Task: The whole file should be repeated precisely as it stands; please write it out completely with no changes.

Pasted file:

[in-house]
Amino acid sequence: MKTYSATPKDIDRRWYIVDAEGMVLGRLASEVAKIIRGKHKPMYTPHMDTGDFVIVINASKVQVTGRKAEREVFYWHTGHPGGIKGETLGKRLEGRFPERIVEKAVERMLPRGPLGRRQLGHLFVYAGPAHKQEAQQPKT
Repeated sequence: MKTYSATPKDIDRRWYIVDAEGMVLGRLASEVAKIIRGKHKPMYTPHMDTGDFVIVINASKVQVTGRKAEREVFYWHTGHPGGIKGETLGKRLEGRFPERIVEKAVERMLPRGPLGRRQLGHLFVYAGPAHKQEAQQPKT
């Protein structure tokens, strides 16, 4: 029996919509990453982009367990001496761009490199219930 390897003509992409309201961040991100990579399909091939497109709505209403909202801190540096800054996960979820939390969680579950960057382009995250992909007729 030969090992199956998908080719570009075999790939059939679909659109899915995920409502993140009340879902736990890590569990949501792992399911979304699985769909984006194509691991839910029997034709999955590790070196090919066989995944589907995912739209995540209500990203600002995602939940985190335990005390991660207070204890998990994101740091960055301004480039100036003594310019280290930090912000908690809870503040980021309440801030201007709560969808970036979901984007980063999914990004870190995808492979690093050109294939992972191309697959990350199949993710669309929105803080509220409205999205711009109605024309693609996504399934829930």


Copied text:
[in-house]
Amino acid sequence: MKTYSATPKDIDRRWYIVDAEGMVLGRLASEVAKIIRGKHKPMYTPHMDTGDFVIVINASKVQVTGRKAEREVFYWHTGHPGGIKGETLGKRLEGRFPERIVEKAVERMLPRGPLGRRQLGHLFVYAGPAHKQEAQQPKT
Repeated sequence: MKTYSATPKDIDRRWYIVDAEGMVLGRLASEVAKIIRGKHKPMYTPHMDTGDFVIVINASKVQVTGRKAEREVFYWHTGHPGGIKGETLGKRLEGRFPERIVEKAVERMLPRGPLGRRQLGHLFVYAGPAHKQEAQQPKT
């Protein structure tokens, strides 16, 4: 029996919509990453982009367990001496761009490199219930 390897003509992409309201961040991100990579399909091939497109709505209403909202801190540096800054996960979820939390969680579950960057382009995250992909007729 030969090992199956998908080719570009075999790939059939679909659109899915995920409502993140009340879902736990890590569990949501792992399911979304699985769909984006194509691991839910029997034709999955590790070196090919066989995944589907995912739209995540209500990203600002995602939940985190335990005390991660207070204890998990994101740091960055301004480039100036003594310019280290930090912000908690809870503040980021309440801030201007709560969808970036979901984007980063999914990004870190995808492979690093050109294939992972191309697959990350199949993710669309929105803080509220409205999205711009109605024309693609996504399934829930």